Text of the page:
Whenever a friend tells me they’re considering undergoing hypnosis to quit X bad habit (and in Brooklyn I hear it a lot), I think about the hypnotist my college hired at the beginning of every year to humiliate my classmates in front of each other. It was the high point of every homecoming: A guy
It has been more than 6 months since I last posted on this blog. This period involved crises at a personal level, a lot of reading, some shift in opinions from those expressed earlier and overall, a very useful experience in life. I am grateful to have faced these challenges and for the opportunities to
Peloton, which sells an internet-connected spin bicycle, unveiled a $4,000 internet-connected treadmill. The company’s insight: The gadget is not as important as the service.
AdvertisementTHE WRITTEN WORLD The Power of Stories to Shape People, History, Civilization By Martin Puchner Illustrated. 412 pp. Random House. $32.THE SOCIAL LIFE OF BOOKS Reading Together in the Eighteenth-Century Home By Abigail Williams Illustrated. 351 pp. Yale University Press. $40.I recall Noel Annan, the provost of University College London, declaring in the 1970s that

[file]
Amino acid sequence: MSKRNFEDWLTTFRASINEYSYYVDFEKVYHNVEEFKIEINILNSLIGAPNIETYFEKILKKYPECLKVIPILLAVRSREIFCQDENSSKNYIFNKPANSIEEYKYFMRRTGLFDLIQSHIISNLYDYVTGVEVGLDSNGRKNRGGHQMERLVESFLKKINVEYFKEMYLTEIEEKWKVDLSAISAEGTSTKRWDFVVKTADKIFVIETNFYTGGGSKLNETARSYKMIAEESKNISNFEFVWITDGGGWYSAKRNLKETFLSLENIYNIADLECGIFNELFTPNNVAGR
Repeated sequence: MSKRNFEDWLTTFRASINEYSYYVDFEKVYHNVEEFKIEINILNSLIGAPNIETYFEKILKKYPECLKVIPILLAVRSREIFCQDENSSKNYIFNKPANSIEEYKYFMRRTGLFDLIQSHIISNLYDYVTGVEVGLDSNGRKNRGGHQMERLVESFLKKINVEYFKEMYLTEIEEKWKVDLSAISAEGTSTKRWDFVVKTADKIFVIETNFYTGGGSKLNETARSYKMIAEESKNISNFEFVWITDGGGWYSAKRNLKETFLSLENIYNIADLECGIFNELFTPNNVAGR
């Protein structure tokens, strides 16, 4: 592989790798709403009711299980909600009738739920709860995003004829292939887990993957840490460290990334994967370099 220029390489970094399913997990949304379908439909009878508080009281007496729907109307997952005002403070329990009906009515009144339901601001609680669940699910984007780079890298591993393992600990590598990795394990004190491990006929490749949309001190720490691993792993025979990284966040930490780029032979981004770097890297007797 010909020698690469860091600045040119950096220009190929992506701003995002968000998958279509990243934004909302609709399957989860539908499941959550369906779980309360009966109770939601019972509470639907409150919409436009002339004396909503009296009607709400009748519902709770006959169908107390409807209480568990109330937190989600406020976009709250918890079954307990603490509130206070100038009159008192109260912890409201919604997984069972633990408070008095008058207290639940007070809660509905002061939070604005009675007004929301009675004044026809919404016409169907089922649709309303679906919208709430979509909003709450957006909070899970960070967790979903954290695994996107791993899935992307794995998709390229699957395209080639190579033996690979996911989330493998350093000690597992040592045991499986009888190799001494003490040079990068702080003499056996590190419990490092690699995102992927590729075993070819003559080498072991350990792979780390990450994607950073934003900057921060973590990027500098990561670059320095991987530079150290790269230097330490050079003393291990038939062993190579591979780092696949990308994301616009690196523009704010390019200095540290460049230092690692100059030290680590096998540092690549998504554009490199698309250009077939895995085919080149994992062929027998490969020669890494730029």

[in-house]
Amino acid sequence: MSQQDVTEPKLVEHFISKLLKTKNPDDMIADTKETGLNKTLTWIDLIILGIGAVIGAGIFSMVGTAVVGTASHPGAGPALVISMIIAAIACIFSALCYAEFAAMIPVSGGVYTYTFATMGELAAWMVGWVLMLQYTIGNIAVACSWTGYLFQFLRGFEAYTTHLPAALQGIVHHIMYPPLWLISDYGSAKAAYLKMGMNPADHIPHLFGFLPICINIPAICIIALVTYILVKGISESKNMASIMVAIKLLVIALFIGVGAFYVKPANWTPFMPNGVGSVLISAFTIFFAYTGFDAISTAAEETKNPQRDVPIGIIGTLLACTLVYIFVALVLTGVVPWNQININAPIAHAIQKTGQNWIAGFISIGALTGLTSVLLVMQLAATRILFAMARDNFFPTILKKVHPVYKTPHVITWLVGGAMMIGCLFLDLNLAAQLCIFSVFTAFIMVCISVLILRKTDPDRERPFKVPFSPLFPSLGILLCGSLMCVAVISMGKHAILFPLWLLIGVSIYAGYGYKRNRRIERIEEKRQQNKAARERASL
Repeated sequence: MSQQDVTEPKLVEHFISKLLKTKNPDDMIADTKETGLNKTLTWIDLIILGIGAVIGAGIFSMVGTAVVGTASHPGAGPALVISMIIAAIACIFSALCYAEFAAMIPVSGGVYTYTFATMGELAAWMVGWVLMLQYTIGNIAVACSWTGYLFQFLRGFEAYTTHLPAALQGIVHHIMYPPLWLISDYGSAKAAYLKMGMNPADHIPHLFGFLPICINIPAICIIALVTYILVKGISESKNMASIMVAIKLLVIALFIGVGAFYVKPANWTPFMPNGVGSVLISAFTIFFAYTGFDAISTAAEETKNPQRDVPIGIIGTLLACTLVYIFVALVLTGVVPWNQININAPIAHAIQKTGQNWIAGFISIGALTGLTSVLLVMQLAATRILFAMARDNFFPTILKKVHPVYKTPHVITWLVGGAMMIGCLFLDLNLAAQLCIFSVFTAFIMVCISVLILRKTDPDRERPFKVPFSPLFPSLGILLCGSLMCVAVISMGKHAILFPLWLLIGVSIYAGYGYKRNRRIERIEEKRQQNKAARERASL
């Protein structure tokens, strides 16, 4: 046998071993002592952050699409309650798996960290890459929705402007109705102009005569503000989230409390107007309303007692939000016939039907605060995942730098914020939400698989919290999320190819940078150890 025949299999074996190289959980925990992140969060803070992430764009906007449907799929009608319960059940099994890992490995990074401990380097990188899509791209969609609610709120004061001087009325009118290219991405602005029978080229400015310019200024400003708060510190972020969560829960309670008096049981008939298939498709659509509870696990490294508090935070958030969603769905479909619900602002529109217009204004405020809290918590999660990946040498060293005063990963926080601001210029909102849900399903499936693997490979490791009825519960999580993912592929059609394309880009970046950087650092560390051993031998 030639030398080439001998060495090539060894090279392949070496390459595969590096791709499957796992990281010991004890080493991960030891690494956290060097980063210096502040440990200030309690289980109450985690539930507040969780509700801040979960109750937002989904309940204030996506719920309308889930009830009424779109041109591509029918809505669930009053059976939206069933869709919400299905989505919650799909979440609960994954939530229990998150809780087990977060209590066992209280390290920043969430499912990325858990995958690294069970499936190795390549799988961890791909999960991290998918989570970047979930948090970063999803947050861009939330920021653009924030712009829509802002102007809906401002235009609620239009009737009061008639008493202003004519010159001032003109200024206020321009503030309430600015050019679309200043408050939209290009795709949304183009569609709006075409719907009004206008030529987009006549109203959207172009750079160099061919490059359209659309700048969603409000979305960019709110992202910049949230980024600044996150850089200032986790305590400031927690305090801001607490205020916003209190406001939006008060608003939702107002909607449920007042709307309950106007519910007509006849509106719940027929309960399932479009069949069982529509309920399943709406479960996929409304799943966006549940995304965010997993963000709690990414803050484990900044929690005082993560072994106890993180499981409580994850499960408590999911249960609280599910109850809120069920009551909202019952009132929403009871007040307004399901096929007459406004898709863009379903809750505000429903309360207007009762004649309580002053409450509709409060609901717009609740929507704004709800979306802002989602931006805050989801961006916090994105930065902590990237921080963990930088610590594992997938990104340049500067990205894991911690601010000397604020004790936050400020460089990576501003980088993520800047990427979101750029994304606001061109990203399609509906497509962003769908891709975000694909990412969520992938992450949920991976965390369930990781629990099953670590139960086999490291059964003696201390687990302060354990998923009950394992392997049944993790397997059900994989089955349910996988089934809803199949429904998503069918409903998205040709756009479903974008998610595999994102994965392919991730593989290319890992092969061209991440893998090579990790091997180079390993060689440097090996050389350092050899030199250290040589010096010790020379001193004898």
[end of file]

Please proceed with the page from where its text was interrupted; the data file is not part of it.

In Galileo’s Dialogue Concerning the Two Chief World Systems (1632), three Italian gentlemen – one philosopher and two laymen – debate the structure of the Universe. The philosopher, Salviati, argues in support of the Copernican theory, even though it requires a moving Earth – something that strikes his interlocutors as problematic, if not absurd. After
High jinks and networking abound at 1600 Vine Street, the apartment complex minting the next generation of Instagram and YouTube celebrities.
If reason is designed to generate sound judgments, then it’s hard to conceive of a more serious design flaw than confirmation bias. Imagine, Mercier and Sperber suggest, a mouse that thinks the way we do. Such a mouse, “bent on confirming its belief that there are no cats around,” would soon be dinner. To the